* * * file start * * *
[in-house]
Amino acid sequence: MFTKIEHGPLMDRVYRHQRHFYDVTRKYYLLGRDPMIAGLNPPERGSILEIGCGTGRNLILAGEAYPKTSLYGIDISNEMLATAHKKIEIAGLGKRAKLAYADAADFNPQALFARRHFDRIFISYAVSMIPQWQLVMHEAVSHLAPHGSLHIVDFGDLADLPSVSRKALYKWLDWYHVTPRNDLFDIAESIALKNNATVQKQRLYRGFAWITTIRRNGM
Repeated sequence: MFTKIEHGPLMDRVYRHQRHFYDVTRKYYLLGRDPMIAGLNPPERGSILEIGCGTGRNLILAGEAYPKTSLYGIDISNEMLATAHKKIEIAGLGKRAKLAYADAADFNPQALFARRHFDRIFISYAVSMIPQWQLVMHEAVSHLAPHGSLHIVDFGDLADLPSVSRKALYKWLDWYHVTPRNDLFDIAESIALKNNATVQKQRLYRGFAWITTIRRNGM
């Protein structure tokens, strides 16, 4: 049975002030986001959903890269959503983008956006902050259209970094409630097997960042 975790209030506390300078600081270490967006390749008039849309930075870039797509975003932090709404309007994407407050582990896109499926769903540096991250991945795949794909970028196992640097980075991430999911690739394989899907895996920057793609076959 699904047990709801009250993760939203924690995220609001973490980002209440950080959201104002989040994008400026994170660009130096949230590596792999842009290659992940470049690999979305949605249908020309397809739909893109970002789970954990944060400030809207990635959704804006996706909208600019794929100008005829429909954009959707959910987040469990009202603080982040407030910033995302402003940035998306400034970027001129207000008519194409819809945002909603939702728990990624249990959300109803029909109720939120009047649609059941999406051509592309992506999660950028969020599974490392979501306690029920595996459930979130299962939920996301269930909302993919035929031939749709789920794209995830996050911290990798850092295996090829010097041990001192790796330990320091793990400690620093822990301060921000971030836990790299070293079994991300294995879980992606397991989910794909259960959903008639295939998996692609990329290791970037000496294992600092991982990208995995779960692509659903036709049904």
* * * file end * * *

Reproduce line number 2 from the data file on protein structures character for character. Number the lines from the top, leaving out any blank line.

Amino acid sequence: MFTKIEHGPLMDRVYRHQRHFYDVTRKYYLLGRDPMIAGLNPPERGSILEIGCGTGRNLILAGEAYPKTSLYGIDISNEMLATAHKKIEIAGLGKRAKLAYADAADFNPQALFARRHFDRIFISYAVSMIPQWQLVMHEAVSHLAPHGSLHIVDFGDLADLPSVSRKALYKWLDWYHVTPRNDLFDIAESIALKNNATVQKQRLYRGFAWITTIRRNGM